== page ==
Food is important to most people. In college, living in a dorm poses many problems when it comes to food and cooking. Most college freshmen and sophomores are required to live on campus in dorms unless they meet certain conditions. This also means that they have to eat their meals, for the most part, in cafeterias throughout campus.
While, for the most part, campus food is adequate and certainly enough nourishment to sustain any individual for the course of the year, there are bound to be times when young adults simply want a snack, or something different than the usual cafeteria offerings. This is when they need to know how to cook in the dorm.
As most freshmen soon discover, dorms are not equipped with any means with which to cook. There are no stoves, sinks, or toasters. There aren’t even refrigerators, though that has been changing in recent years with many colleges offering the option for rent. These shortcomings don’t necessarily mean that a college dorm student can’t cook a decent meal in their own room.
The first thing when you want to know how to cook in the dorm is to know that there are small appliances that can substitute for larger ones. Microwave ovens are perhaps the most common, and popular, though aside from potatoes, they don’t necessarily produce the best home-cooked meals. Toaster ovens may be small, but they offer most of the same qualities of conventional ovens. And then there are hot plates, or small two-burner electric appliances. These can be stored when not in use –just make sure they are allowed to cool before stuffing them in the back corner of the closet.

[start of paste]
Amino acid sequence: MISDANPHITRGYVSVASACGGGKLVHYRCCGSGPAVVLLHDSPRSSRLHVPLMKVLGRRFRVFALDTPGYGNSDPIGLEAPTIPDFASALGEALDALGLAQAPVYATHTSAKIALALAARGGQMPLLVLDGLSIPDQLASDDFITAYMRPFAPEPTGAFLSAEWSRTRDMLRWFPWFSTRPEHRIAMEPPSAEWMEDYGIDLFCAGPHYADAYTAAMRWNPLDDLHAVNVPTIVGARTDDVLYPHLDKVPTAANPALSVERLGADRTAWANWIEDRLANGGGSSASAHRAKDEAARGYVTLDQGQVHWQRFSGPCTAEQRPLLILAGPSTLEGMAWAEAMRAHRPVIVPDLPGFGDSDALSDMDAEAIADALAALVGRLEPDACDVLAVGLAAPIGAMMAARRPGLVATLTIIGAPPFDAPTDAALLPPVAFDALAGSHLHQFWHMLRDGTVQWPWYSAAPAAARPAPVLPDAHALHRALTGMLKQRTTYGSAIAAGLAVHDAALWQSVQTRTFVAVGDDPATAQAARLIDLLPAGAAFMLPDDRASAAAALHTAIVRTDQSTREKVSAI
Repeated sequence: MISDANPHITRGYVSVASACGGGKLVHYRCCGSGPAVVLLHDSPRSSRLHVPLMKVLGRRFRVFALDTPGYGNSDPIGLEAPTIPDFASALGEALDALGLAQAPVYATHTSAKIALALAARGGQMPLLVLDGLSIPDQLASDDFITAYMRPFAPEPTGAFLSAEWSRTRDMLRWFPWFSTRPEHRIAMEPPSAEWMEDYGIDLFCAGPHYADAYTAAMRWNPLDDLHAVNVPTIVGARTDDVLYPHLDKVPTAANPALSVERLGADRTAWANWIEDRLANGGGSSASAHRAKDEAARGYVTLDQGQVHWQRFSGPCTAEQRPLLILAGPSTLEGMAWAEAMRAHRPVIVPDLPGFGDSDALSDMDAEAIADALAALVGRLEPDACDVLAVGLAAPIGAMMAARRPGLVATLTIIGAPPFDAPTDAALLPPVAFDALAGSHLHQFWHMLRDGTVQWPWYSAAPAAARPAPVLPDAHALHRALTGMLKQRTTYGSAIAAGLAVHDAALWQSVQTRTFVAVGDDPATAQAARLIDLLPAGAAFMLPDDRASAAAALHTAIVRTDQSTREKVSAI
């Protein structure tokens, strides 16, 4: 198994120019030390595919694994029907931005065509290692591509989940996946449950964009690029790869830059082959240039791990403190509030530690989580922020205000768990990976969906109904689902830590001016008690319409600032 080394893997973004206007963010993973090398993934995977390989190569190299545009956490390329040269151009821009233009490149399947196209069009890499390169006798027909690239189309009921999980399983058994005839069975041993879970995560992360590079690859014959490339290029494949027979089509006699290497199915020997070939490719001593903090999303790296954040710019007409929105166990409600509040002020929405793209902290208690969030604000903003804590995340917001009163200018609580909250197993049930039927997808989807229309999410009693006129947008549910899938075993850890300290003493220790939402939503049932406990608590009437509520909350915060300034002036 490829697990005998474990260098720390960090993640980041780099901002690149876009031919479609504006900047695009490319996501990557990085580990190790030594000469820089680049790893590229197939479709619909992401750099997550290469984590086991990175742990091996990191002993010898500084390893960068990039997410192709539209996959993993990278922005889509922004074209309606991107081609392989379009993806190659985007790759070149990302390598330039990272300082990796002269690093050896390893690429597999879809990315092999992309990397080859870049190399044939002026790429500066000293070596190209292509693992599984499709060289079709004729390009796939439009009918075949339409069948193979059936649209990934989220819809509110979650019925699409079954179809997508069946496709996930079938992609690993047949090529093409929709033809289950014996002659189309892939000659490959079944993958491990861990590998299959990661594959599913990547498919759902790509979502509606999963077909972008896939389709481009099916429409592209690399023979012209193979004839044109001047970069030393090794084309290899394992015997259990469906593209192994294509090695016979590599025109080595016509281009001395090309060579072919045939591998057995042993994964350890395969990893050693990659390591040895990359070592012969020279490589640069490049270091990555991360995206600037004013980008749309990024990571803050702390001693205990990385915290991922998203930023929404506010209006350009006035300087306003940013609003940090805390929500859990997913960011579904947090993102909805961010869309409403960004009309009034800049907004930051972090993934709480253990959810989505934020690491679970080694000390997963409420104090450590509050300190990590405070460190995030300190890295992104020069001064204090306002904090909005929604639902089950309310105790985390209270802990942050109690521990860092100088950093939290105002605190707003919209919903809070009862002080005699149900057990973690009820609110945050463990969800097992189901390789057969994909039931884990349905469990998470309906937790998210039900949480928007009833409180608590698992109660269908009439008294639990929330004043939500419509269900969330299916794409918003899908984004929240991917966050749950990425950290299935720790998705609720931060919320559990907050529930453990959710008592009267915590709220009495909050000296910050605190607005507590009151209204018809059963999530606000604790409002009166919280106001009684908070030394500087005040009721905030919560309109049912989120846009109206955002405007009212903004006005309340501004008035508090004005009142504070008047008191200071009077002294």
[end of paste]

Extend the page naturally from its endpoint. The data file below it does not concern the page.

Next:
How to cook in a dorm can take on an art form in itself. The most important thing to consider is the size of the meal. A dorm student is not going to be able to prepare a five-course meal for him and twelve friends. These dorm meals are best suited to individual or two-person servings. Recipes will usually note up front how many people they are intended to serve, as do boxes of pasta and soups and such. Determine the quantity of people a particular recipe is intended for and adjust the ingredient count accordingly.
For instance, if a recipe for six people calls for one and a half quarts of milk, divide that by six if it’s for yourself, by three if it’s for you and one other.
Cooking requires patience and practice in any setting. If you are an experience cook and know your way around a kitchen, still exercise patience, as dorm cooking will pose new challenges and obstacles. If you’re completely new to cooking, start with simple items, such as soup, grilled cheese, or boxed, pre-packaged meals that only require adding milk or water or butter or any combination thereof.
With today’s technology, there’s no reason any student can’t cook a quality meal in their dorm. Just remember to always turn off appliances and unplug them when not in use.